I re-met 4 French tourists I met while leaving Bamako. They were on their way to Dogon Country and I to Djenne. They made their way to Djenne 6 days later with Shapé, their Malian guide. The 2 boys went searching for water and drinks to have with dinner. It had been a while since they left and when Shapé came back, he asked where they were. Véronique replied by saying maybe they’ve ended up in Timbuktu. It’s funny because it’s actually sort of a possibility…

8 kilometers from Djenne is the small village Soala, where the dam is set to be constructed. I went there on the back of Adama’s moto. As we approached the village, I was greeted with dozens of giddy children jumping up and down exclaiming “Toubabay! Toubabay!” wanting to shake my hand. The same but to a lesser extent happens in Djenne all the time.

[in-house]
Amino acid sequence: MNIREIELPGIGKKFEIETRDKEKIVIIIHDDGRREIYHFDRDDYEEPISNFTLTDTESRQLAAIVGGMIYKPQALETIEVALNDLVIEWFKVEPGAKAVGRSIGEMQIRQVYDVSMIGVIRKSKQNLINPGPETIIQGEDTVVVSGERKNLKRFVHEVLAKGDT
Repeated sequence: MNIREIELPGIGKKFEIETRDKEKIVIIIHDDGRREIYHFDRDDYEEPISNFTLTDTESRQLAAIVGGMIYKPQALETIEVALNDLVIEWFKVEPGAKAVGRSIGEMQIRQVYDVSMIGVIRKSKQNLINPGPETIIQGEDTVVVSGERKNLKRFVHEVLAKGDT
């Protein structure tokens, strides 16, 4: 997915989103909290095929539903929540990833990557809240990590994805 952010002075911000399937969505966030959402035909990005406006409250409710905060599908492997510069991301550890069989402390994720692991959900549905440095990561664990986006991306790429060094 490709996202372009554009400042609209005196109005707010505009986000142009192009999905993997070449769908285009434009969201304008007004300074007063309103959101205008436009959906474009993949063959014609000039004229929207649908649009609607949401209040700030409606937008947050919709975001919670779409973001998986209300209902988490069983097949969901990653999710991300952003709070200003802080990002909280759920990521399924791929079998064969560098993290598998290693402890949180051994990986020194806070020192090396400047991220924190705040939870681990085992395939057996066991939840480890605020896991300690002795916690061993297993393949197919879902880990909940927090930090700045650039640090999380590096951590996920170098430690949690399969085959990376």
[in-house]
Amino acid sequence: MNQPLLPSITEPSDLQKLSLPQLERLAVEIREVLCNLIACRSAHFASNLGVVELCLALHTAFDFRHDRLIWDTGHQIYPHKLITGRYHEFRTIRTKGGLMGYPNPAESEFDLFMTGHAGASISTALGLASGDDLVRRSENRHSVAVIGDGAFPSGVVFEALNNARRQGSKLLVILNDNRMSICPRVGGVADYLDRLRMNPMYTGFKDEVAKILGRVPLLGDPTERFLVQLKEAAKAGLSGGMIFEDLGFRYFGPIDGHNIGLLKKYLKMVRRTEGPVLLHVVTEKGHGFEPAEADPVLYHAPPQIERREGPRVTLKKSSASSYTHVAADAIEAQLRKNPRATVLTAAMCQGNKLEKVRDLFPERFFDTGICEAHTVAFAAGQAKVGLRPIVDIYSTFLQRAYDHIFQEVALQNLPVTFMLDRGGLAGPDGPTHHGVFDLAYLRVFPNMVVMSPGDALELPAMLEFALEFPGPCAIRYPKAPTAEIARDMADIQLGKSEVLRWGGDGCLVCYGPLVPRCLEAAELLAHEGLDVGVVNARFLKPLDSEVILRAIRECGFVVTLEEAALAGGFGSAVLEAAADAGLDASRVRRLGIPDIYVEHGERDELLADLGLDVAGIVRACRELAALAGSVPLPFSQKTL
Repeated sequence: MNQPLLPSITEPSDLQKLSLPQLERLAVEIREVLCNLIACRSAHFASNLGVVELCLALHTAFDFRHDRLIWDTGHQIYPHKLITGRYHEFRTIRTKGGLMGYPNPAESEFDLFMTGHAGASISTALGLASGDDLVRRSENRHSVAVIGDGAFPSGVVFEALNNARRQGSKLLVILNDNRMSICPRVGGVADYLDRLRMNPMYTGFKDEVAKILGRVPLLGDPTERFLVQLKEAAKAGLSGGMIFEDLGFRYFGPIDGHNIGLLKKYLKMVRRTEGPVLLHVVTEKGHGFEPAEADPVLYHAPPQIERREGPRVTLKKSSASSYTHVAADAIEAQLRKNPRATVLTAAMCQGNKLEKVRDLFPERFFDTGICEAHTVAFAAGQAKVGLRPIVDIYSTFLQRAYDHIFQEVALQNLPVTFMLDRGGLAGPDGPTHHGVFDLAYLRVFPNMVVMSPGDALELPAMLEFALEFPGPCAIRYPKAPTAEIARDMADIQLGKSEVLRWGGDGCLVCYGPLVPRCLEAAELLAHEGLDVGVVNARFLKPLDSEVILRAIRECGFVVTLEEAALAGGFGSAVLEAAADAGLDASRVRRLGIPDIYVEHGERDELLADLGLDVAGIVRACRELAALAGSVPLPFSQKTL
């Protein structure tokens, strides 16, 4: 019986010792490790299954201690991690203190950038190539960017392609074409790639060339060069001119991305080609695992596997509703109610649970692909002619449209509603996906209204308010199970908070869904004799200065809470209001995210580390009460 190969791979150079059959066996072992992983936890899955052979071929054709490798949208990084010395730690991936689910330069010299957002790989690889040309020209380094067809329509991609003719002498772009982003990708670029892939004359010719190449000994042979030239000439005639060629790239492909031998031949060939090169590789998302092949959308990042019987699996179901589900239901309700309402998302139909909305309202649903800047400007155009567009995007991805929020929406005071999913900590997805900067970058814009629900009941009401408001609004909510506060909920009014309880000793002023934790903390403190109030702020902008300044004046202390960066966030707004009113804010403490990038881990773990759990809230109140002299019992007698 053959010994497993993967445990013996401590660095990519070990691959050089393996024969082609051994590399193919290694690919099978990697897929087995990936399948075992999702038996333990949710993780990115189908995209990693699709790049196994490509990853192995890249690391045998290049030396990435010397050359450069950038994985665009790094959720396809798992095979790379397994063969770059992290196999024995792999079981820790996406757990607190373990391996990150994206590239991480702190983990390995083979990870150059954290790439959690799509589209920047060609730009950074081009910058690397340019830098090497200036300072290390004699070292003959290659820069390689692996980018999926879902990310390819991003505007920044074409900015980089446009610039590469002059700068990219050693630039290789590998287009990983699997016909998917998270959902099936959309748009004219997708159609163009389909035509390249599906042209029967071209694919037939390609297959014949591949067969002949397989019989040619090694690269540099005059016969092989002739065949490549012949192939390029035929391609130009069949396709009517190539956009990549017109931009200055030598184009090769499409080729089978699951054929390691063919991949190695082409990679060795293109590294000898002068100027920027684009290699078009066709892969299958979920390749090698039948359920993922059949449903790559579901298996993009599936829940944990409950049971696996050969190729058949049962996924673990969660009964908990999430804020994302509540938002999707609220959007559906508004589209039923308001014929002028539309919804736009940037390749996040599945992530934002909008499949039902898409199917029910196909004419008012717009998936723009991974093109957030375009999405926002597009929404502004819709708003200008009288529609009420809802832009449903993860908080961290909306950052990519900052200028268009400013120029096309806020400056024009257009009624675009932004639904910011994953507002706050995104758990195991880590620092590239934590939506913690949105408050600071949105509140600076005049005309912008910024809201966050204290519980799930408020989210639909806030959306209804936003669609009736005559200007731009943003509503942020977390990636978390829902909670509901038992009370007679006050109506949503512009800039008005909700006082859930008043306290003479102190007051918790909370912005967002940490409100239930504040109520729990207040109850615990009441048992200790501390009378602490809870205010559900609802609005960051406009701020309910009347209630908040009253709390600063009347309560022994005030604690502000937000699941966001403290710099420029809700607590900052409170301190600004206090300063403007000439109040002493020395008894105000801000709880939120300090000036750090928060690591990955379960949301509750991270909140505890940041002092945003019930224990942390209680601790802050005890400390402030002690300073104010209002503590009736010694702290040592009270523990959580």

Monday, 21 June 2010

Sunday, 20 June 2010

A Recipe for GPISH

written by my classmate, Amira:

A recipe for GPISH

Take fifteen students,

Select from as wide a range of backgrounds as possible – this will enhance the flavour of the final dish

Allow to infuse with Arabic and marinate for a month.

Transfer to pressure cooker and add the following ingredients:

A few handfuls of reading material – be generous with this

A teaspoon of new concepts – but add it slowly or the mixture will curdle

A dash of wit and humour to spice things up.

Pepper with unfamiliar languages – Arabic, Persian, a dash of Urdu, a pinch of Tajik, a drop of Swahili

Turn up the heat in the discussions so that all the flavours combine well – but be careful, some might clash!

Test the mixture periodically and adjust the flavouring with high grades or low, to taste.

Take out and leave to chill for a summer, then return to pressure cooker and double the heat.

Stir in application forms and references, a few at a time.

Add some exotic specialisms and a healthy dose of passion